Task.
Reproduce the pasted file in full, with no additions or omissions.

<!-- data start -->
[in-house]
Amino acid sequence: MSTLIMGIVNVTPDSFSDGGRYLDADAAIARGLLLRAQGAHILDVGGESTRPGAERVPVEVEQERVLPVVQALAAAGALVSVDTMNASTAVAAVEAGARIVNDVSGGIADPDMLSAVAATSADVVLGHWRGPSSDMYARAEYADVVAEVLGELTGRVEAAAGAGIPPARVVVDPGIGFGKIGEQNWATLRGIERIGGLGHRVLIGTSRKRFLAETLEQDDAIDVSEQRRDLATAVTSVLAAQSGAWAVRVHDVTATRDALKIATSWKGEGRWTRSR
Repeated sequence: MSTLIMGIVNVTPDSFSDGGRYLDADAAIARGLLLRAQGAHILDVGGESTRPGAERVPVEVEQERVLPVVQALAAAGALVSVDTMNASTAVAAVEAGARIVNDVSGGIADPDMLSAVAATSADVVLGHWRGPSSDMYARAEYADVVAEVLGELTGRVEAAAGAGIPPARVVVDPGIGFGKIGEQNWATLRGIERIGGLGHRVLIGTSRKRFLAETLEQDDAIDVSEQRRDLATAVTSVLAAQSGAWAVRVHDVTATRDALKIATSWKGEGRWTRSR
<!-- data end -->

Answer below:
[in-house]
Amino acid sequence: MSTLIMGIVNVTPDSFSDGGRYLDADAAIARGLLLRAQGAHILDVGGESTRPGAERVPVEVEQERVLPVVQALAAAGALVSVDTMNASTAVAAVEAGARIVNDVSGGIADPDMLSAVAATSADVVLGHWRGPSSDMYARAEYADVVAEVLGELTGRVEAAAGAGIPPARVVVDPGIGFGKIGEQNWATLRGIERIGGLGHRVLIGTSRKRFLAETLEQDDAIDVSEQRRDLATAVTSVLAAQSGAWAVRVHDVTATRDALKIATSWKGEGRWTRSR
Repeated sequence: MSTLIMGIVNVTPDSFSDGGRYLDADAAIARGLLLRAQGAHILDVGGESTRPGAERVPVEVEQERVLPVVQALAAAGALVSVDTMNASTAVAAVEAGARIVNDVSGGIADPDMLSAVAATSADVVLGHWRGPSSDMYARAEYADVVAEVLGELTGRVEAAAGAGIPPARVVVDPGIGFGKIGEQNWATLRGIERIGGLGHRVLIGTSRKRFLAETLEQDDAIDVSEQRRDLATAVTSVLAAQSGAWAVRVHDVTATRDALKIATSWKGEGRWTRSR